Breaking Up Prolonged Sitting Reduces Postprandial Glucose and Insulin Responses
Observational studies show breaking up prolonged sitting has beneficial associations with cardiometabolic risk markers, but intervention studies are required to investigate causality. We examined the acute effects on postprandial glucose and insulin levels of uninterrupted sitting compared with sitting interrupted by brief bouts of light- or moderate-intensity walking.
RESEARCH DESIGN AND METHODS
Overweight/obese adults (n = 19), aged 45–65 years, were recruited for a randomized three-period, three-treatment acute crossover trial: 1) uninterrupted sitting; 2) seated with 2-min bouts of light-intensity walking every 20 min; and 3) seated with 2-min bouts of moderate-intensity walking every 20 min. A standardized test drink was provided after an initial 2-h period of uninterrupted sitting. The positive incremental area under curves (iAUC) for glucose and insulin (mean [95% CI]) for the 5 h after the test drink (75 g glucose, 50 g fat) were calculated for the respective treatments.
The glucose iAUC (mmol/L) ⋅ h after both activity-break conditions was reduced (light: 5.2 [4.1–6.6]; moderate: 4.9 [3.8–6.1]; both P < 0.01) compared with uninterrupted sitting (6.9 [5.5–8.7]). Insulin iAUC (pmol/L) ⋅ h was also reduced with both activity-break conditions (light: 633.6 [552.4–727.1]; moderate: 637.6 [555.5–731.9], P < 0.0001) compared with uninterrupted sitting (828.6 [722.0–950.9]).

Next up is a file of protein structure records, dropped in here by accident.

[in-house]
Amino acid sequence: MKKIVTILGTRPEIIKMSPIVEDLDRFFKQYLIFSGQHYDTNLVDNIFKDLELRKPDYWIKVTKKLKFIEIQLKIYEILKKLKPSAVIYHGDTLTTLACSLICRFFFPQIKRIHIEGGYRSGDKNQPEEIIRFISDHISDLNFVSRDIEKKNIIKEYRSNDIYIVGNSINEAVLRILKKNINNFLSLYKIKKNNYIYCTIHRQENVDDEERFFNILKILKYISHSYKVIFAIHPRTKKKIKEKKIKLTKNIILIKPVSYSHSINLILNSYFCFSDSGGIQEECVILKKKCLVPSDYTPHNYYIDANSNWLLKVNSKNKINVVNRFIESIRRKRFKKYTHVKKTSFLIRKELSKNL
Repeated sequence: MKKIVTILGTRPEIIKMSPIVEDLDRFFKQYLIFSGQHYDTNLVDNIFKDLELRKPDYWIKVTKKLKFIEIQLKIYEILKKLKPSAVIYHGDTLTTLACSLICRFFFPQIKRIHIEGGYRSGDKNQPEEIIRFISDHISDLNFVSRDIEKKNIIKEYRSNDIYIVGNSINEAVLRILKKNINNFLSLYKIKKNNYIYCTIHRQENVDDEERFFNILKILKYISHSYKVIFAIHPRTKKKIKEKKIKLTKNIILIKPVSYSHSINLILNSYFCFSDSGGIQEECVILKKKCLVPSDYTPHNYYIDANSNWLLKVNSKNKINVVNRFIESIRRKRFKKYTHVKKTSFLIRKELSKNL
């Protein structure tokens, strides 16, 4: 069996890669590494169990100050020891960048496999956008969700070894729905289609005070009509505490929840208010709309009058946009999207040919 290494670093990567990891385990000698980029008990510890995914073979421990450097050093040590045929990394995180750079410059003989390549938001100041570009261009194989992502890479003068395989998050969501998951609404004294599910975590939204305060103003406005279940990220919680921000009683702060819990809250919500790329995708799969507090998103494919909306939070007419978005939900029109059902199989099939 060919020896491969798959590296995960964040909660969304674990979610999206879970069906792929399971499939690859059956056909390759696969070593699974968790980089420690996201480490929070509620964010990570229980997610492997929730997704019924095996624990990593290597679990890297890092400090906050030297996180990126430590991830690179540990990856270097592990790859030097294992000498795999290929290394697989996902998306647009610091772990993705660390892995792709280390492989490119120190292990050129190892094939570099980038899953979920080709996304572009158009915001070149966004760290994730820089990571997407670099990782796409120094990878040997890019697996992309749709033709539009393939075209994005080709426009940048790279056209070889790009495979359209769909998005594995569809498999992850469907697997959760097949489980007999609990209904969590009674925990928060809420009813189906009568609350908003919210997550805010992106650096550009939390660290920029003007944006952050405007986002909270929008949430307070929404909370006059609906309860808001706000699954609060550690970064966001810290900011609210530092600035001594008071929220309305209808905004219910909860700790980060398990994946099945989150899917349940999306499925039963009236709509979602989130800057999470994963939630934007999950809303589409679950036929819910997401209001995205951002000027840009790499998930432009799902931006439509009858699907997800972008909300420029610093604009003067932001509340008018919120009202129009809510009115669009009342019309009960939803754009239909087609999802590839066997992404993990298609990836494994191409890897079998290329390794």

Interrupting sitting time with short bouts of light- or moderate-intensity walking lowers postprandial glucose and insulin levels in overweight/obese adults. This may improve glucose metabolism and potentially be an important public health and clinical intervention strategy for reducing cardiovascular risk.
Prolonged sitting time is associated with premature cardiovascular and all-cause mortality, independent of leisure-time physical activity and adiposity (1,2). Findings from the 2003–2004 and 2005–2006 U.S. National Health and Nutrition Examination Survey (NHANES) and the 2004–2005 Australian Diabetes, Obesity and Lifestyle (AusDiab) study showed that objectively measured total sedentary time was detrimentally associated with cardiometabolic risk markers (3,4). In contrast, frequent interruptions (breaks) to sedentary time (defined as the transition from sedentary to an active state for ≥1 min) were beneficially associated. In both populations, the mean break duration was approximately 4 min and was characterized by light-intensity activity (approximately 500 accelerometer counts/min). Furthermore, these relationships persisted after accounting for moderate-to-vigorous activity, suggesting that frequent short breaks in sedentary time may impart unique benefit. A next step for the science of sedentary behavior is to identify the metabolic underpinnings of these deleterious and beneficial relationships.